Published Mar 30, 2017
Innovative research on video fingerprinting for border control scanning has resulted in a $25,000 KiwiNet grant for Victoria University of Wellington research scientist Dr Nick Monahan.
The grant from the KiwiNet Emerging Innovator Fund, to help nurture innovative new ideas from scientists and support early stage prototype and market development, is one of fifteen made possible by donations from the Norman F. B. Barry Foundation.
The grant is enabling Dr Monahan, with a PhD in ultrafast spectroscopy, to develop a prototype handheld device that can rapidly scan passengers and other items in real time to identify prohibited items.
“Our scanning technology uses compact low powered lasers to leverage a portion of the electromagnetic spectrum known as terahertz (THz) radiation to generate ‘fingerprints’. These allow border authorities to identify organic substances that X-rays cannot,” he says.
Dr James Hutchinson, CEO of KiwiNet says, “The increased volume of international passengers, mail and cargo moving between borders presents challenges for border authorities, and creates an opportunity to streamline the border security process with new innovative technology. We’re pleased to support Dr Monahan’s quest to solve this significant industry challenge.”
According to Dr Monahan, existing scanning equipment used for border control is both large and expensive. “The goal is to make video camera technology that uses terahertz radiation, which in this case, is a bit like X-rays in that it can see through packaging and bags to identify prohibited items. The pixels in the terahertz pictures and videos we generate contain fingerprints that record how a material absorbs different wavelengths in the THz spectrum.”
Dr Monahan is building a fingerprinting database to identify small carbon based molecules found in prohibited pharmaceuticals and explosives. The database will be tailored to meet the needs of different border authorities and trigger alerts when target items are scanned.
Dr Monahan says the fingerprinting is incredibly powerful when combined with imaging. “When we scan a dry bag with items in it that absorbs a lot of THz radiation it might mean that it contains fruit or vegetables. If it contains an orange, then an image of the bag will show a circular area of strong THz absorption signalling to border control staff that a bag, parcel or person needs to be inspected more closely.”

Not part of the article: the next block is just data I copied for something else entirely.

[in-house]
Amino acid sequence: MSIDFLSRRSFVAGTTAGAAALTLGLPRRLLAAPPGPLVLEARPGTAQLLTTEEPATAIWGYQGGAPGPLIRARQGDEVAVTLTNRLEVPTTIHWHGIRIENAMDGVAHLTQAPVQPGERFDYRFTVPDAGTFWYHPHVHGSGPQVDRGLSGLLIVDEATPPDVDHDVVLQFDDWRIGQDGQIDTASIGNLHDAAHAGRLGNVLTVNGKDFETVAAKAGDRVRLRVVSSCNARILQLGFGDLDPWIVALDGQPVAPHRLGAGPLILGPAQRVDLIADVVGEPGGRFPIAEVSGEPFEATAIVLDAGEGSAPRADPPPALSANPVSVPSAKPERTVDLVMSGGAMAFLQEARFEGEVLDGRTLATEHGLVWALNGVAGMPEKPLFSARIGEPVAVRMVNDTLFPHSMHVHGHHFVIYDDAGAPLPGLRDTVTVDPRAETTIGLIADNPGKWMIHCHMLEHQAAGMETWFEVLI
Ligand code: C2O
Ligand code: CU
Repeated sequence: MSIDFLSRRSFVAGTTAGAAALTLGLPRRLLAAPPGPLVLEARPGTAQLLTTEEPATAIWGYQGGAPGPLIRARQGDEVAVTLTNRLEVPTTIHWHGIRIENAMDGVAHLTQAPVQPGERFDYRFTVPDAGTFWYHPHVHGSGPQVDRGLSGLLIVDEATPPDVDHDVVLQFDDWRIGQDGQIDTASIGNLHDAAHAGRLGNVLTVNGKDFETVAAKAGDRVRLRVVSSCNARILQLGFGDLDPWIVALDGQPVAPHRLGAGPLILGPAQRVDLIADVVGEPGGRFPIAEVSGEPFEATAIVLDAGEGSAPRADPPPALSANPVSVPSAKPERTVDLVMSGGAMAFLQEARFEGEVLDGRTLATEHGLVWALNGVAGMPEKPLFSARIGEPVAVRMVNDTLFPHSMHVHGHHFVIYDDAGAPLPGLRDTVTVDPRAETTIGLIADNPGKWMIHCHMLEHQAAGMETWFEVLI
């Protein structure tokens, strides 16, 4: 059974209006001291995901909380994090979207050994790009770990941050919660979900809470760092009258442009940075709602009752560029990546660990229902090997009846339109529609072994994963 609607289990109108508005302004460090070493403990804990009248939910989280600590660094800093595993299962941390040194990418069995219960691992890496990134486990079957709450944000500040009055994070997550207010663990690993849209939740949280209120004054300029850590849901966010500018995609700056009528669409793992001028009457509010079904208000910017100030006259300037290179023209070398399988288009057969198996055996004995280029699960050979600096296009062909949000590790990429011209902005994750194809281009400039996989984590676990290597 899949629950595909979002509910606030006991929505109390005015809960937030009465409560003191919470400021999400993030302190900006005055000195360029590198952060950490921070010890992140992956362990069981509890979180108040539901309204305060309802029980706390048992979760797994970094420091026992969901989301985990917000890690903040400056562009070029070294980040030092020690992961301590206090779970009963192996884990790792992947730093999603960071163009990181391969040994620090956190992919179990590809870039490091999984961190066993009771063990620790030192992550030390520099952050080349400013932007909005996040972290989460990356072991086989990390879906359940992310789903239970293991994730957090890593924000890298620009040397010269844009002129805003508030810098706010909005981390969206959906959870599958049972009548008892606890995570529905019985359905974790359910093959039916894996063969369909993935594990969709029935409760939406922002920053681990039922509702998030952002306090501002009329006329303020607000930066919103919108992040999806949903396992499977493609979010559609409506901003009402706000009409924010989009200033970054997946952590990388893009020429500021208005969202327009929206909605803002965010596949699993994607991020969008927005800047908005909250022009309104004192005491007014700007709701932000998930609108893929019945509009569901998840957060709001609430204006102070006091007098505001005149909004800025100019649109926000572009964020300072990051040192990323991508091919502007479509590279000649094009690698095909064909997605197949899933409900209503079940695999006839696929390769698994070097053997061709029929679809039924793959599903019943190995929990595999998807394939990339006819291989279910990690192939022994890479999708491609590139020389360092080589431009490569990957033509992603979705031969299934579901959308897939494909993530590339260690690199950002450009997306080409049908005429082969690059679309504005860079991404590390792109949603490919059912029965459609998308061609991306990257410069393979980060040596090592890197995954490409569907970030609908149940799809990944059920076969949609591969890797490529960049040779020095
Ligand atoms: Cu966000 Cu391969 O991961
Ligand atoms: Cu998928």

Associate Professor Justin Hodgkiss, Principal Investigator of the Ultrafast Laser Spectroscopy Group at Victoria University of Wellington, says, “Spectral imaging in real time is very difficult: it requires extracting a lot of information from a very weak signal. Dr Monahan’s technology is quicker at detection without compromising sensitivity.”
Dr Anne Barnett, General Manager of Commercialisation at Viclink, Victoria University of Wellington's commercialisation office, nominated Dr Monahan to receive KiwiNet Emerging Innovator funding, and Viclink is continuing to provide commercialisation support.
Ministry for Primary Industries (MPI) was also identified as an ideal proof of concept industry partner. Dr Desi Ramoo, Research and Innovation Practise Lead at MPI says, “MPI’s support for Dr Monahan’s prototyping demonstrates our desire to provide MPI staff with world leading technology developed by New Zealand’s innovative science community. We’ve identified a range of substances that we’re interested in for Dr Monahan to fingerprint. We’ve also highlighted real world applications so his prototype can better meet the needs of both our border authority and others around the world.”
The project additionally received $25,000 KiwiNet PreSeed funding and matching funding from Viclink. This was combined with funding from MPI in order to extend the length of the project and enable the development of a more robust prototype.
The KiwiNet Emerging Innovator Fund is available to early career researchers based at universities and Crown Research Institutes across New Zealand. The fund is designed to boost research with a commercial application at a critical time. It also enables researchers to partner with a business and refine their project for market. Recipients also receive expert legal advice from KiwiNet (www.kiwinet.org.nz) corporate partners, MinterEllisonRuddWatts and IP advice from Baldwins.
Norman F. B. Barry Foundation Chairman John Smith says, “It’s great to see our donation help yet another enterprising young researcher develop a proof of concept prototype.”
Dr Monahan says, “I’m very grateful to the Foundation and to KiwiNet as their support has been critical in the development of this technology. I’m also developing invaluable skills not usually developed as a scientist like communicating science and pitching ideas.”